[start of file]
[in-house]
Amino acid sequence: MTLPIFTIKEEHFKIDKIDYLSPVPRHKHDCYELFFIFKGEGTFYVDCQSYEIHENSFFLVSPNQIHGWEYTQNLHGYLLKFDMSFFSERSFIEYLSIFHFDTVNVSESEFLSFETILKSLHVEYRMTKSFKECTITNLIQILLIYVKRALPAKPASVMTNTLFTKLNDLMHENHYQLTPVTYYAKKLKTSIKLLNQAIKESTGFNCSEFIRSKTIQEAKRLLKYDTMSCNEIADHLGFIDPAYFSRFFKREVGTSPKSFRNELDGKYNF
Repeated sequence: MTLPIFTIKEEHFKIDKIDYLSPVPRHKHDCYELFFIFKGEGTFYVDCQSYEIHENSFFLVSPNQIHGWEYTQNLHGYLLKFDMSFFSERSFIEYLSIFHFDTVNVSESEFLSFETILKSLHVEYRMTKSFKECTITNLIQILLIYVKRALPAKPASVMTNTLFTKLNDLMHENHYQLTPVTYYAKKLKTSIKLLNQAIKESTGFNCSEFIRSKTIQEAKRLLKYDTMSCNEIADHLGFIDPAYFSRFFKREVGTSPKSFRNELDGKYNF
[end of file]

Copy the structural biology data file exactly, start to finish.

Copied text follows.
[in-house]
Amino acid sequence: MTLPIFTIKEEHFKIDKIDYLSPVPRHKHDCYELFFIFKGEGTFYVDCQSYEIHENSFFLVSPNQIHGWEYTQNLHGYLLKFDMSFFSERSFIEYLSIFHFDTVNVSESEFLSFETILKSLHVEYRMTKSFKECTITNLIQILLIYVKRALPAKPASVMTNTLFTKLNDLMHENHYQLTPVTYYAKKLKTSIKLLNQAIKESTGFNCSEFIRSKTIQEAKRLLKYDTMSCNEIADHLGFIDPAYFSRFFKREVGTSPKSFRNELDGKYNF
Repeated sequence: MTLPIFTIKEEHFKIDKIDYLSPVPRHKHDCYELFFIFKGEGTFYVDCQSYEIHENSFFLVSPNQIHGWEYTQNLHGYLLKFDMSFFSERSFIEYLSIFHFDTVNVSESEFLSFETILKSLHVEYRMTKSFKECTITNLIQILLIYVKRALPAKPASVMTNTLFTKLNDLMHENHYQLTPVTYYAKKLKTSIKLLNQAIKESTGFNCSEFIRSKTIQEAKRLLKYDTMSCNEIADHLGFIDPAYFSRFFKREVGTSPKSFRNELDGKYNF